Outsourcing giant Interserve has failed to persuade shareholders to approve a rescue plan for the company.
Interserve will continue to operate its contracts, but is expected go into administration later today.
Its collapse is likely to prompt further debate over the use of private sector contracts for public services.
The firm employs 65,000 staff worldwide, 45,000 in the UK, cleaning schools and hospitals, running probation services and in construction.
Shareholders voted 59.38% against the plan, which would have seen their stake reduced to just 5%, with lenders being handed the lion’s share of the business.
Interserve said: “The board of directors of the company is convening an urgent board meeting to consider its options.
“In the absence of any viable alternative, it expects to implement an alternative deleveraging transaction, which is likely to involve the company making an application for administration and, if the order is granted, the immediate sale of the company’s business and assets (i.e. the entire group) to a newly-incorporated company, to be owned by the existing lenders.”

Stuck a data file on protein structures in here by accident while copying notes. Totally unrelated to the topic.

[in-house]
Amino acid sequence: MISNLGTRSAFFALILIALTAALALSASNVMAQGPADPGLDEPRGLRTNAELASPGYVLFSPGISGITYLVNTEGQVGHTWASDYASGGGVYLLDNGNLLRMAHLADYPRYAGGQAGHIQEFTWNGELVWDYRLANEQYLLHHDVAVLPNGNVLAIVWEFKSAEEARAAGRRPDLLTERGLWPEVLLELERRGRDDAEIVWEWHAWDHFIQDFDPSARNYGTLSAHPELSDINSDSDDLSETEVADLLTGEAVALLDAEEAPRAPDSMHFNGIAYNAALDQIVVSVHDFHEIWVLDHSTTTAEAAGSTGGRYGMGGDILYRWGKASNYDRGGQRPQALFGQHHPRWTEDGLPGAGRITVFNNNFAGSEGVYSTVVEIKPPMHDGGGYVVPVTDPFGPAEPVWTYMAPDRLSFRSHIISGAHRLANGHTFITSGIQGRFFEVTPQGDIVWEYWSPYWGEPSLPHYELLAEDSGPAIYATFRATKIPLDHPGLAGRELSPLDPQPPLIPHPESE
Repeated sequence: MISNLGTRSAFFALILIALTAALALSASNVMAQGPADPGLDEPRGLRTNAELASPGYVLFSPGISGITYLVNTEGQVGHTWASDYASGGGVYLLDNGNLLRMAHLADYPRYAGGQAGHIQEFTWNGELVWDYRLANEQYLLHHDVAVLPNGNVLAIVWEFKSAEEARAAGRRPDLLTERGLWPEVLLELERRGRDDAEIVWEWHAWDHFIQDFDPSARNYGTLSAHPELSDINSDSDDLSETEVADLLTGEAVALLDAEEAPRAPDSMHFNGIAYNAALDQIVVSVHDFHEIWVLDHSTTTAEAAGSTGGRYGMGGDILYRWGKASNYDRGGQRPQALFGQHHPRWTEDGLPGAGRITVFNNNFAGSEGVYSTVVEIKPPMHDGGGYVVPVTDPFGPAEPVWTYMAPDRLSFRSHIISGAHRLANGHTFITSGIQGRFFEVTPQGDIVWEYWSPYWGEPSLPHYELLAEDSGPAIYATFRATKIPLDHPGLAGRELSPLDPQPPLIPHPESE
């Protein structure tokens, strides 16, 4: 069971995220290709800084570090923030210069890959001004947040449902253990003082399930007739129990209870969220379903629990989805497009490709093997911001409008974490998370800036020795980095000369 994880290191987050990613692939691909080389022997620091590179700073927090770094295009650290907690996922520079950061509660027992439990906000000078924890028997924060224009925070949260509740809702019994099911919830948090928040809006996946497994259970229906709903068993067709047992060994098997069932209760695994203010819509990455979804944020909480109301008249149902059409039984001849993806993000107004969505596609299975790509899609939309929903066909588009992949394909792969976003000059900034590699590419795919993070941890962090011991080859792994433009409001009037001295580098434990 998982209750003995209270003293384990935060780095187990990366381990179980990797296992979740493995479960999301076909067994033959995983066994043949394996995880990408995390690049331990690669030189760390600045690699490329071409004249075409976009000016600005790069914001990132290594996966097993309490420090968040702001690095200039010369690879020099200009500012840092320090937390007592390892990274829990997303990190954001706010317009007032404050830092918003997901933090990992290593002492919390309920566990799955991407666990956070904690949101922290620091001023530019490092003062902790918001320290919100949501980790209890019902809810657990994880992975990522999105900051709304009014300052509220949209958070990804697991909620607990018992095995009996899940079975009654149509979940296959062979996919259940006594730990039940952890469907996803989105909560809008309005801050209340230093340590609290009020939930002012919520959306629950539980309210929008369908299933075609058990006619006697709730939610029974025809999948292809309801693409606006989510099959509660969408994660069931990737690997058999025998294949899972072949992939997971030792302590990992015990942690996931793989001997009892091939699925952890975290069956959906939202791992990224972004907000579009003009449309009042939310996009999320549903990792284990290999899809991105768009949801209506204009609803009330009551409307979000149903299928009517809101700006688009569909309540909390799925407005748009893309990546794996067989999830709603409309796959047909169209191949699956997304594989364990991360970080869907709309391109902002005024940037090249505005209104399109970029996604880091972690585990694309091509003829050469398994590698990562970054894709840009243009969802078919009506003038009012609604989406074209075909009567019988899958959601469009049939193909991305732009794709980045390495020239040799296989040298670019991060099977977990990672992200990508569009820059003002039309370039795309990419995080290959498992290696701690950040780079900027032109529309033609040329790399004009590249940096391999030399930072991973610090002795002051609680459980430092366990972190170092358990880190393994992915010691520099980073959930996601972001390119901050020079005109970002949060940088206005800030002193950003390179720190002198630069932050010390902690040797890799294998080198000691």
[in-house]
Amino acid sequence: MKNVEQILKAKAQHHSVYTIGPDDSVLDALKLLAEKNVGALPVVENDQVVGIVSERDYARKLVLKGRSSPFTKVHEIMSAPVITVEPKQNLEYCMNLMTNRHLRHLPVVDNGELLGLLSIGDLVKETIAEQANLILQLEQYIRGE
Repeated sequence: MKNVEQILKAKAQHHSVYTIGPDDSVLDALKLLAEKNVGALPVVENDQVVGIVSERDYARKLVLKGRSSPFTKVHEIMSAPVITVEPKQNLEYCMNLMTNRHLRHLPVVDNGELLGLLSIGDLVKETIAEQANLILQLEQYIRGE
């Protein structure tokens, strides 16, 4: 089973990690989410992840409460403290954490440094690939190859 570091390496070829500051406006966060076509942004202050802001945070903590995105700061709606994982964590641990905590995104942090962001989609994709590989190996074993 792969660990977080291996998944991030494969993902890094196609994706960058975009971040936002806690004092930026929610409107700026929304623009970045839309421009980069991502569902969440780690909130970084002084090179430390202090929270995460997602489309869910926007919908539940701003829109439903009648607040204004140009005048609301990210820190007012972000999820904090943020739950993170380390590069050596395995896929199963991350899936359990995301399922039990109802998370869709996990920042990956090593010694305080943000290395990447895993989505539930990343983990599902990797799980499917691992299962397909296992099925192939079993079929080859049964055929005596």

The company said that its shares would be suspended on the London stock market immediately.
Accountants EY have been lined up as administrators. They will then sell the company for a nominal amount to the current lenders (a mixture of banks and bond holders) who will own 100% of the new company.
Before the vote the board indicated it did not expect any interruption to the company’s underlying contracts or any immediate job losses, in the event of administrators taking over.
Interserve accumulated debt after construction project delays and a failed energy-from-waste project in Derby and Glasgow.